This technology will enable a surgeon to press on tissue with highly sensitive device fitted to the end of a fingertip, whilst simultaneously taking high resolution images to see how tissue has moved. By measuring movements as small as one-billionth of a metre, it will allow surgeons to feel the cavity of the breast with microscopic accuracy. It is envisaged that a prototype of the device will be created in 2016 through the creation of a spin out company.
In future, these technologies could be adapted for use in many other cancers and surgical scenarios, for example, in prostate and lung cancer and brain tumours, which present similar challenges in locating malignant tissue. Also, the needle technology could be applied to any industry that requires micro-scale imaging techniques, such as for down-hole and process monitoring in the oil and gas industry.
This research has won a number of awards including The Australian Innovation Challenge in the health category and as overall winner for MiaN (2015), UWA Vice-Chancellor’s Award for Impact and Innovation (2014), WA Innovator of the Year for MiaN (2014), Start-Up Challenge Business Pitch (SPIE), San Francisco, for MiaN (2014) and was a finalist in the ANSTO Eureka Prize for Innovative Use of Technology (2012 and 2013).
This research has also had strong grant support from a number of agencies, including:
- Australian Research Council
- National Health and Medical Research Council
- Raine Medical Research Foundation
- Cancer Council WA
- National Breast Cancer Foundation
- WA Department of Health
- Perpetual Trustees
- St John of Gods Hospital, Subiaco
- Royal Perth Hospital
- Sir Charles Gairdner Hospital
Most importantly, breast cancer patients have contributed greatly to this project by allowing engineers into the operating theatre.
By taking these technologies from the bench to the operating theatre, this group of researchers offer fresh hope to cancer patients in providing peace of mind, significantly reduced post-surgery side effects, the reduced need for repeat surgery, more accurate prognosis and better health outcomes.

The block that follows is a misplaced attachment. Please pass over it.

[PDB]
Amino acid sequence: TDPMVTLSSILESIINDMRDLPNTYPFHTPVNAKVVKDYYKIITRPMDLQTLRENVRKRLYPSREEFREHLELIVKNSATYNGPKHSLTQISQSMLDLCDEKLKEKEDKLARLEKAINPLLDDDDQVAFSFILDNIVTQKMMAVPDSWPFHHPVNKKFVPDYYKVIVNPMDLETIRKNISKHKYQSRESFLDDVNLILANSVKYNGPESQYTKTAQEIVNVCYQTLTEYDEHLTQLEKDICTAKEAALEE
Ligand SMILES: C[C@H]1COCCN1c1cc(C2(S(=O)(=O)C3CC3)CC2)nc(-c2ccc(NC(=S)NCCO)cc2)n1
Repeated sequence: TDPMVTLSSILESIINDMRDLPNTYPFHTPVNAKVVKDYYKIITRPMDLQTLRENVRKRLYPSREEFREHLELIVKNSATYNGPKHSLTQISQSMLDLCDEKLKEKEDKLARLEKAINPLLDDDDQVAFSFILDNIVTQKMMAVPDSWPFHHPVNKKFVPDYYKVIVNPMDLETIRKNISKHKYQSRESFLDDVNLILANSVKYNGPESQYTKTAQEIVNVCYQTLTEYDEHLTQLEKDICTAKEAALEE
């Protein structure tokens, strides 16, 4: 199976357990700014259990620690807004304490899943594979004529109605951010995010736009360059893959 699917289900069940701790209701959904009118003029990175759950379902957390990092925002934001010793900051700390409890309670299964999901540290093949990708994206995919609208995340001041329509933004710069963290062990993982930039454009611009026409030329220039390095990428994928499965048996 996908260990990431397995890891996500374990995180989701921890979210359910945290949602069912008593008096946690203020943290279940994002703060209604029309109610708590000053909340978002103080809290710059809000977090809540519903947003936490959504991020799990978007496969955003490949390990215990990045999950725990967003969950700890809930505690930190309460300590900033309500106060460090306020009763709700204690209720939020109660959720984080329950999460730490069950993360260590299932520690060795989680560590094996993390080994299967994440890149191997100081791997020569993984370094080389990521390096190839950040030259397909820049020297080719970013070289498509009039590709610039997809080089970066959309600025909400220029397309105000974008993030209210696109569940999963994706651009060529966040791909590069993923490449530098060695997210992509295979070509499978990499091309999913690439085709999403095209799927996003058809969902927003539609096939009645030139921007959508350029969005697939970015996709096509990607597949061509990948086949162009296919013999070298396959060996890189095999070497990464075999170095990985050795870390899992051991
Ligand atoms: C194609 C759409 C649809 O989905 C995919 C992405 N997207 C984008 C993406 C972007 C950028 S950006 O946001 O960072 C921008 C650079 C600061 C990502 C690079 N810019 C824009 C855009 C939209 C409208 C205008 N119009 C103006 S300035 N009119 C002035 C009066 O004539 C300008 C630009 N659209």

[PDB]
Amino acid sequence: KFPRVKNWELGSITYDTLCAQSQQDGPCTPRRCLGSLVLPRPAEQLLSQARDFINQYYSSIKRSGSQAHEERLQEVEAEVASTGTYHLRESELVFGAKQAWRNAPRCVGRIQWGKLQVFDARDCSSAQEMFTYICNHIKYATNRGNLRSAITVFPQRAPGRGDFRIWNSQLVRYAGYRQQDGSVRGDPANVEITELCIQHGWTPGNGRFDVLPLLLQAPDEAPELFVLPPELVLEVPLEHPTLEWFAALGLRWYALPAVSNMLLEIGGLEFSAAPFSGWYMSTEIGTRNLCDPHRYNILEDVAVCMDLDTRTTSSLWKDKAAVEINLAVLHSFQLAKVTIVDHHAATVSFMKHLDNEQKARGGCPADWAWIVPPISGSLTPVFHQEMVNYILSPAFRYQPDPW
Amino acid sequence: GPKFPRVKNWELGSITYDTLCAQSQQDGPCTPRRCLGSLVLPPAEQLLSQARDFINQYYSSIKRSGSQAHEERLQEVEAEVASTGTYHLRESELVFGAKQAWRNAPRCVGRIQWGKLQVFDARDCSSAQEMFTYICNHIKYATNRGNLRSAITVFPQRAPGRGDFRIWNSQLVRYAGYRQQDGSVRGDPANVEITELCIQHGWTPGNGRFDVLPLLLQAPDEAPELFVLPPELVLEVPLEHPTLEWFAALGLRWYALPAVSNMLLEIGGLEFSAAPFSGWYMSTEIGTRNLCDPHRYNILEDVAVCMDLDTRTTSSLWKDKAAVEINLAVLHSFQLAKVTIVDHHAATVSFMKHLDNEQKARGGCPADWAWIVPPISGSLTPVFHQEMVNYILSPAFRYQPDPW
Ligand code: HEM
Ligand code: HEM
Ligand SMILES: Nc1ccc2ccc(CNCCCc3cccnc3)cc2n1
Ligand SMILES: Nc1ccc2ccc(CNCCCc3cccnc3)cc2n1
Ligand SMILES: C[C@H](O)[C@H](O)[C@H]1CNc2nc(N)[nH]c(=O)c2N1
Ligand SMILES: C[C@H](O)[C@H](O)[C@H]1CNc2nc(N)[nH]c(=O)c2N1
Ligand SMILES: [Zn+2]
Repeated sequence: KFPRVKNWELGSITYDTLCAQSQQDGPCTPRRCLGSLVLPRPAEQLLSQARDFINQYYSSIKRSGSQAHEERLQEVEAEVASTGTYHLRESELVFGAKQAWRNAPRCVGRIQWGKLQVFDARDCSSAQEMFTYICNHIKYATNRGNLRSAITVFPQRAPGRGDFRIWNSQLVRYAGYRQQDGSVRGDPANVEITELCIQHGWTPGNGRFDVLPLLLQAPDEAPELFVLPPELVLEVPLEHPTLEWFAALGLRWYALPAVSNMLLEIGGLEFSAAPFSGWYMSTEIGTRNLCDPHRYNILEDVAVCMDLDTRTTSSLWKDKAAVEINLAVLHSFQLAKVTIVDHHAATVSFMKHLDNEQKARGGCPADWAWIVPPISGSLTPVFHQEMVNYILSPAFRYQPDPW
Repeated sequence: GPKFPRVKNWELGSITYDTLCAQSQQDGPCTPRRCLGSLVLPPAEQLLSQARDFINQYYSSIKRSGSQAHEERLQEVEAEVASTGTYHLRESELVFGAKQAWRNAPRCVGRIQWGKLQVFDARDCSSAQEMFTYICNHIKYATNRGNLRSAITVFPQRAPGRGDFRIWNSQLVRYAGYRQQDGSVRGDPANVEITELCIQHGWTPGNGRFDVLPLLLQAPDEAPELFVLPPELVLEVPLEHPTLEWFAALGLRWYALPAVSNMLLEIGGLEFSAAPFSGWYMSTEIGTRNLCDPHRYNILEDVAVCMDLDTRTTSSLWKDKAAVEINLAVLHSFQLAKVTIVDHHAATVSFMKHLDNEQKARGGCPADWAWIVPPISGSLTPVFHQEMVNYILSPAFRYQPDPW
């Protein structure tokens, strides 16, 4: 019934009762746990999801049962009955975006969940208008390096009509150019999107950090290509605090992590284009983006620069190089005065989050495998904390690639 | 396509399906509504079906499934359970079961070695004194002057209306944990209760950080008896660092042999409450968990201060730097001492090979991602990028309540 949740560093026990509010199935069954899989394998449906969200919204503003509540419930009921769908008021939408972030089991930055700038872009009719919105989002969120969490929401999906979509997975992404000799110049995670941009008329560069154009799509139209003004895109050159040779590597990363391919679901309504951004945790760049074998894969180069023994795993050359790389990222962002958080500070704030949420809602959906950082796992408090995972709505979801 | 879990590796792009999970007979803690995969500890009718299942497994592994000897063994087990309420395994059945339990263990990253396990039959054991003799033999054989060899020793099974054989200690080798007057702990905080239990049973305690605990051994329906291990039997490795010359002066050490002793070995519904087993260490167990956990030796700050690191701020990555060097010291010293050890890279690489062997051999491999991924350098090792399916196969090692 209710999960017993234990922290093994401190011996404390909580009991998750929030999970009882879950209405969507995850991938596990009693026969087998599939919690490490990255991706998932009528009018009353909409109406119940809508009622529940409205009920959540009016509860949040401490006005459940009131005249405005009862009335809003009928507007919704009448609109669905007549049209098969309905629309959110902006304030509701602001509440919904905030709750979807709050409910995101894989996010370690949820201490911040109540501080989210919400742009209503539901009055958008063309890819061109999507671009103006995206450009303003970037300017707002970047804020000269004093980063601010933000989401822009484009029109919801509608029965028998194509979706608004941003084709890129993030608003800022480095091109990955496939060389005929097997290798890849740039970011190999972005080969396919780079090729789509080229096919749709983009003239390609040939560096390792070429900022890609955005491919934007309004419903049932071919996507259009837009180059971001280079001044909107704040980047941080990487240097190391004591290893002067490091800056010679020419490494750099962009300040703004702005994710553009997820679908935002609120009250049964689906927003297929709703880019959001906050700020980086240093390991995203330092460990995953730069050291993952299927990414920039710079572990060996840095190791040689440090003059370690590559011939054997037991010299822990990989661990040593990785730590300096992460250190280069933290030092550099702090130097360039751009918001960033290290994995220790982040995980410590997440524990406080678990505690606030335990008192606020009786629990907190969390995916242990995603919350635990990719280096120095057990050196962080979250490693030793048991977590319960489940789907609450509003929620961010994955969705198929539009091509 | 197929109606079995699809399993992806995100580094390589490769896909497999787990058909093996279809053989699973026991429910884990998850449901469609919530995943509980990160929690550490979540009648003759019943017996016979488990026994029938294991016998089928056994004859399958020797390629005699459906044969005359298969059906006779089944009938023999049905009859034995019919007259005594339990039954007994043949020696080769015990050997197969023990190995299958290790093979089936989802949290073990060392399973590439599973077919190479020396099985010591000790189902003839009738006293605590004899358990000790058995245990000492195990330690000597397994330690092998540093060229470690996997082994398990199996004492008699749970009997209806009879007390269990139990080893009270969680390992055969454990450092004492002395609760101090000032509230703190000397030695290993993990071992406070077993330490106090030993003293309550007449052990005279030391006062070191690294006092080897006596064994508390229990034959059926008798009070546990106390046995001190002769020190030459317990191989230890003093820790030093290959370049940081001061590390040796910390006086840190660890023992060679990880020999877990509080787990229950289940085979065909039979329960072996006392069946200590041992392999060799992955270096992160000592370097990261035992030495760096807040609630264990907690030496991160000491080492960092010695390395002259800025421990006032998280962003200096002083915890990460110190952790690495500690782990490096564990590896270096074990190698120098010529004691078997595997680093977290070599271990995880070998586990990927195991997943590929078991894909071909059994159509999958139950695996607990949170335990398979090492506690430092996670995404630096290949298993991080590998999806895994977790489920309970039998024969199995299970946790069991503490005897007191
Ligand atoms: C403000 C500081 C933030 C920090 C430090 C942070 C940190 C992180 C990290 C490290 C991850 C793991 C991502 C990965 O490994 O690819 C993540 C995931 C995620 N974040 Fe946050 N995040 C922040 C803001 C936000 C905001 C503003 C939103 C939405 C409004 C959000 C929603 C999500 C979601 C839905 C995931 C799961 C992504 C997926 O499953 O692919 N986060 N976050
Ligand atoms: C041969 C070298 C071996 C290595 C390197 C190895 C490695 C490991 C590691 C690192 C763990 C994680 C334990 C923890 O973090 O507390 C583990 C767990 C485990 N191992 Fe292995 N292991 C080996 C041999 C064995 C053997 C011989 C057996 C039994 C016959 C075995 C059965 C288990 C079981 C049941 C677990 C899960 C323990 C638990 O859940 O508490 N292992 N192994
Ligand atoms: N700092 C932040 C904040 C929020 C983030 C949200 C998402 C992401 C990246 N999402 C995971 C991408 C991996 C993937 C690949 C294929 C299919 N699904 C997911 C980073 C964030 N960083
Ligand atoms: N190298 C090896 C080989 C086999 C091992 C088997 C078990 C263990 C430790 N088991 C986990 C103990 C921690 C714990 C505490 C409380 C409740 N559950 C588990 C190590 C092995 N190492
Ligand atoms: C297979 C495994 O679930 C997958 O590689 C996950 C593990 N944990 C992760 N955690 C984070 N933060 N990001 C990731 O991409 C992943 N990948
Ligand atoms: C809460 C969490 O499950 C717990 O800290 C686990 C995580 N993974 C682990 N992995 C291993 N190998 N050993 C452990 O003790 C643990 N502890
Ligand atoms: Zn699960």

There has been great curiosity shown by surgeons in North America who are interested in adopting these technologies. Surgeons are keen to trial both technologies for looking at the edge of a tumour area being operated on, and in making sure no cancer cells are left behind. The possibility of performing one surgery, and confidently being able to say to the patient that all of the tumour is gone, is enormous.
How nice would it be to sweep your finger around the cavity and make sure there was no tumour left there? And assure the patient when they wake up that we know all that tumour is gone and there’s none left behind. That’s what we aim for and dream of.
Dr Christobel Saunders.
The economic impact will be less costs to the patient as well as to the health care system. In terms of the cost of breast cancer in Australia, this can equate to $25 million per year. For the health care system, the benefits translate as shorter wait times for initial surgery and more availability of medical professionals and services.
The cross disciplinary research team of engineers and medical professionals has focused on real problems in medicine and their in fruitful and effective partnership is generating technologies that will benefit cancer patients globally.